Protecting Leakers

It was announced last week that Wen Ho Lee will receive $895,000 from the government for his legal fees in return for dropping a suit in which he accused unnamed officials in the Department of Energy and Department of Justice of violating his privacy rights back in 1999 by leaking certain information to the Associated Press, Washington Post, New York Times, the Los Angeles Times and ABC.

The news organizations have agreed to pay Lee an additional $750,000 as part of the settlement, in order to quash contempt of court proceedings against five reporters who refused to disclose the sources of their stories about Lee.

Of course, even if the information that was leaked was true, the leakers committed a crime, and are hardly deserving of protection. But, what’s worse, some of the leaks weren’t true.

According to the leakers, Wen Ho Lee was a Taiwanese-born Los Alamos nuke weaponeer who had his clearance lifted in December of 1998 – and was fired by DOE Secretary Richardson a few months later – because he was under investigation by DOE and the FBI, suspected of having given the People’s Republic of China a blueprint for the W-88 nuclear warhead.

But, Wen Ho Lee’s clearance hadn’t been lifted because the lifting process easily can – and usually does – take years. And Richardson didn’t fire Wen Ho. He couldn’t. He had no authority to fire him. Wen Ho was an employee of the University of California, which runs Los Alamos for DOE. The University didn’t fire him, either. They gave him early retirement.

There had been no evidence that Wen Ho Lee – or anyone else at Los Alamos – had given secrets about the W-88 or any other nuke to the PRC.

In 1995, a “defector”‘ from the People’s Republic of China had provided the CIA 13,000 pages of classified documents.

The CIA immediately translated the titles of each major section, but fully translated only a 76-page section which a counterintelligence weenie at DOE named Notra Trulock managed to get a back channel copy of.

That section appeared to contain – inter alia – some information about the Navy’s MK5 Re-entry Vehicle. Los Alamos had little or nothing to do with the Navy’s MK 5 RV, itself, but had been responsible for the design of the W-88 nuke warhead, which had been integrated into it.

Then, in 1998, Speaker Gingrich commissioned a select committee – the Cox Committee – to look into what was alleged to be a wholesale transfer of US space and missile technology to the PRC.

Notra Trulock, defied his superiors at DOE and testified before the Cox Committee in secret session, about his long-held suspicions that there were Chinese “moles” at Los Alamos. He told them about his “Kindred Spirit” investigation that he said had been thwarted by Attorney General Reno.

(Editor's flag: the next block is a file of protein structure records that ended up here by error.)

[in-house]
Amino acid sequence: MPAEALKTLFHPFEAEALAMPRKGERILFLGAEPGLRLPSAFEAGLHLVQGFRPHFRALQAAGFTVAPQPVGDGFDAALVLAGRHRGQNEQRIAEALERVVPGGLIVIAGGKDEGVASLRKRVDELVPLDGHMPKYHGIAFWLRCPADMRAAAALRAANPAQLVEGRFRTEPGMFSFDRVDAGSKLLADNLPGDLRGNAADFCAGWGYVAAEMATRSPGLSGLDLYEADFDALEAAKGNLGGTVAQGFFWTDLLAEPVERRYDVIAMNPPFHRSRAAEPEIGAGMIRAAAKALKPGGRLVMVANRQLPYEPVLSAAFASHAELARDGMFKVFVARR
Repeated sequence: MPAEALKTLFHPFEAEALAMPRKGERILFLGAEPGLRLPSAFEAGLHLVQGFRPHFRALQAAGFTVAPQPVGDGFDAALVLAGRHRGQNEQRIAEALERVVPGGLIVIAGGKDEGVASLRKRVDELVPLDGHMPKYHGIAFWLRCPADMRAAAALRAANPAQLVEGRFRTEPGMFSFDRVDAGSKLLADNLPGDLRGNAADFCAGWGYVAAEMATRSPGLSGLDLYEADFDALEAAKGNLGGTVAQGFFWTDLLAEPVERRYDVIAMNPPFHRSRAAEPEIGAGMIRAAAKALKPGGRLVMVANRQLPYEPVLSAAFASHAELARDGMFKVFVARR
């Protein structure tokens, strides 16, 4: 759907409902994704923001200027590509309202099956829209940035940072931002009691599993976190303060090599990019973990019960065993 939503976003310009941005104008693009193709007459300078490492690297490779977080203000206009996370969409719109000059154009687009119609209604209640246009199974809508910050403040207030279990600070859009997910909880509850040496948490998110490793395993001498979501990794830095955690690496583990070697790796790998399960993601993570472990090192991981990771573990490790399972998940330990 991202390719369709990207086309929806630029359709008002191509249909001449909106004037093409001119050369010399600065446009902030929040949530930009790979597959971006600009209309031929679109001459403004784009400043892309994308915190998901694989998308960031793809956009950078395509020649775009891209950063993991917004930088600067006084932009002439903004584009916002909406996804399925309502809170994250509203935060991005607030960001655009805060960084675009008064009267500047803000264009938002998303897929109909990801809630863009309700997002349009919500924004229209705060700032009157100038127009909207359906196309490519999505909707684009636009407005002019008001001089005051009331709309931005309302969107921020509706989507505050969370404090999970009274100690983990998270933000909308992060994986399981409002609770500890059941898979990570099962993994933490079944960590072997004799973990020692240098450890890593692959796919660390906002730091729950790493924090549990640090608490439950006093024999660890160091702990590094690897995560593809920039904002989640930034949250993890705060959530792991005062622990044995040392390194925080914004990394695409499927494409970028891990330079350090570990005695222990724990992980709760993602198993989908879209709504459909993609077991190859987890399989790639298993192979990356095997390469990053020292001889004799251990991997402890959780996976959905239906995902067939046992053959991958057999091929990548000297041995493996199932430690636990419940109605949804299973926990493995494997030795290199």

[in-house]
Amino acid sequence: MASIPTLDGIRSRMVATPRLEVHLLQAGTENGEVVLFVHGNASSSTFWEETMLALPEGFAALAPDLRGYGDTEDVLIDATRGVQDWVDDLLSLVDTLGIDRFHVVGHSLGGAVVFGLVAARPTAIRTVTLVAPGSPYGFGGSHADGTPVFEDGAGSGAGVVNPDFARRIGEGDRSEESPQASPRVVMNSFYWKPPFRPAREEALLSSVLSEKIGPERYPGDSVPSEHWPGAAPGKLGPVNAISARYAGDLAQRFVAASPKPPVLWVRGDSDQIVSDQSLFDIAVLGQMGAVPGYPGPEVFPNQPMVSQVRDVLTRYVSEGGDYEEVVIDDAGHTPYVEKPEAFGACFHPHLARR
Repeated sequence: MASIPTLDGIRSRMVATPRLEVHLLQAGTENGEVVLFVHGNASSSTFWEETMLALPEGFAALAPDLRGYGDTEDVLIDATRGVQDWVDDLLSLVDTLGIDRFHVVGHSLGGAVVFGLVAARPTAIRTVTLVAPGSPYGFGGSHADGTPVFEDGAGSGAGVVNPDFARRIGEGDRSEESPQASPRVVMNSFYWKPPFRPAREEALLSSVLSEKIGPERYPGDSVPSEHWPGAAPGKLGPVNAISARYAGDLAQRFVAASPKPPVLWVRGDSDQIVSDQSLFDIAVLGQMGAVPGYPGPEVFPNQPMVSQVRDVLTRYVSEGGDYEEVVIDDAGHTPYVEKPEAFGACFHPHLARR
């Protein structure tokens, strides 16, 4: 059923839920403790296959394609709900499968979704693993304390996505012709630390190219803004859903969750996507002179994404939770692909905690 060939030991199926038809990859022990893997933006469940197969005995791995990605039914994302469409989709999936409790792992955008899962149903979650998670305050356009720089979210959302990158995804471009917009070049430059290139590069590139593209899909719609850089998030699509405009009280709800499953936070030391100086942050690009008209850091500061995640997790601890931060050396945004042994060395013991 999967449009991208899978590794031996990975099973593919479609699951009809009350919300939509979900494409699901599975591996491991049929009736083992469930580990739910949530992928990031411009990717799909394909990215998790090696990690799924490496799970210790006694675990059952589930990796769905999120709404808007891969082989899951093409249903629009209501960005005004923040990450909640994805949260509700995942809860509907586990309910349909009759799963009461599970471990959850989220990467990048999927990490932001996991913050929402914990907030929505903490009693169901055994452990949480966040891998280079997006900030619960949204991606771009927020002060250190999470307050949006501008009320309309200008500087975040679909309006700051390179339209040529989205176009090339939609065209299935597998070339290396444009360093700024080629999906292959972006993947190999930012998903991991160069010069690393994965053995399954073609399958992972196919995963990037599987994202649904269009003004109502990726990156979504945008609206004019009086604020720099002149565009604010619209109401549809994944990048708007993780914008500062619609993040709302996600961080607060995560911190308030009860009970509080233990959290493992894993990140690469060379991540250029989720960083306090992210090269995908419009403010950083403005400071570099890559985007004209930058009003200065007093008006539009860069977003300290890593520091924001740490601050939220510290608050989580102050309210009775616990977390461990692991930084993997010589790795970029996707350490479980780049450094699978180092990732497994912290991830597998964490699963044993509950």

Kindred Spirit? Interesting name for an investigation of DOE lab scientists who just happened to be ethnic Chinese?

Trulock was later to claim that the Cox Committee “overreacted” to his testimony.

The classified version of the Cox Committee Report was filed on Jan. 3, 1999, and much of it was promptly leaked.

The Cox Committee Report charged that the PRC had infiltrated Los Alamos and Lawrence Livermore “decades ago” and had, over a period of time, stolen the “crown jewels” of the U.S. nuclear weapons research and development programs.

The name of one “suspected” PRC “mole” – Wen Ho Lee – was almost immediately leaked. It was also leaked that the counterintelligence had “evidence” that Wen Ho had given the “secret” of the W-88 to the PRC back in 1985.

The ‘leaks’ precipitated a media feeding frenzy.

There were Congressional demands that Wen Ho be fired, and two days later Secretary Richardson announced that he had.

No evidence was ever found that Wen Ho Lee – or anyone else at Los Alamos – gave secrets about the W-88 or any other nuke to the PRC.

But what they found when they searched Wen Ho’s computer in X-Division – days after he retired – blew their minds.

After spending many months trying to figure out what he had been doing, they gave up trying, suddenly threw Wen Ho in prison, kept him in solitary confinement for nine months, threatened him with execution and then, just as suddenly, inexplicably, dropped 58 of the 59 charges against him.

Wen Ho pleaded guilty to one charge of having mishandled classified computer files and “for that” he said, “I deserve to be punished.”

So far, the leakers have not even been identified, much less punished.

Read more by Gordon Prather

Author: Gordon Prather

Physicist James Gordon Prather has served as a policy implementing official for national security-related technical matters in the Federal Energy Agency, the Energy Research and Development Administration, the Department of Energy, the Office of the Secretary of Defense and the Department of the Army. Dr. Prather also served as legislative assistant for national security affairs to U.S. Sen. Henry Bellmon, R-Okla. -- ranking member of the Senate Budget Committee and member of the Senate Energy Committee and Appropriations Committee. Dr. Prather had earlier worked as a nuclear weapons physicist at Lawrence Livermore National Laboratory in California and Sandia National Laboratory in New Mexico.